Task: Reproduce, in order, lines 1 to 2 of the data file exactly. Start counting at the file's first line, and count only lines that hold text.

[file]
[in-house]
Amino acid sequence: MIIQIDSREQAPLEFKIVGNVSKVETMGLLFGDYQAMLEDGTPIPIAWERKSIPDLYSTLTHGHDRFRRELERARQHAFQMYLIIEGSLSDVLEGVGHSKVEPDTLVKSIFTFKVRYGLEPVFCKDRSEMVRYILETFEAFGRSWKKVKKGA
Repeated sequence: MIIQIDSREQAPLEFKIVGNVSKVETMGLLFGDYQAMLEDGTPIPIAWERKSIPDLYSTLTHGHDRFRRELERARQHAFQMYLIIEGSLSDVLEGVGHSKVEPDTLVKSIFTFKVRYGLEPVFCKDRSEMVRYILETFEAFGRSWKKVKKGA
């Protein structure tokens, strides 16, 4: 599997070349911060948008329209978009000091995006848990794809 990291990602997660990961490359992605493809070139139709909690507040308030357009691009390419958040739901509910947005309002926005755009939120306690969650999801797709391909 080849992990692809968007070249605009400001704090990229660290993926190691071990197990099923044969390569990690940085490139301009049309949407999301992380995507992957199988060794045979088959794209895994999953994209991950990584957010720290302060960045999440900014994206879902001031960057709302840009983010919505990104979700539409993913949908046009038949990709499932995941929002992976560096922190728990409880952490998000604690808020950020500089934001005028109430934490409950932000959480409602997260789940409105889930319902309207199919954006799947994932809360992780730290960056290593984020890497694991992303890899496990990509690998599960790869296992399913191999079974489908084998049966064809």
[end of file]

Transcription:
[in-house]
Amino acid sequence: MIIQIDSREQAPLEFKIVGNVSKVETMGLLFGDYQAMLEDGTPIPIAWERKSIPDLYSTLTHGHDRFRRELERARQHAFQMYLIIEGSLSDVLEGVGHSKVEPDTLVKSIFTFKVRYGLEPVFCKDRSEMVRYILETFEAFGRSWKKVKKGA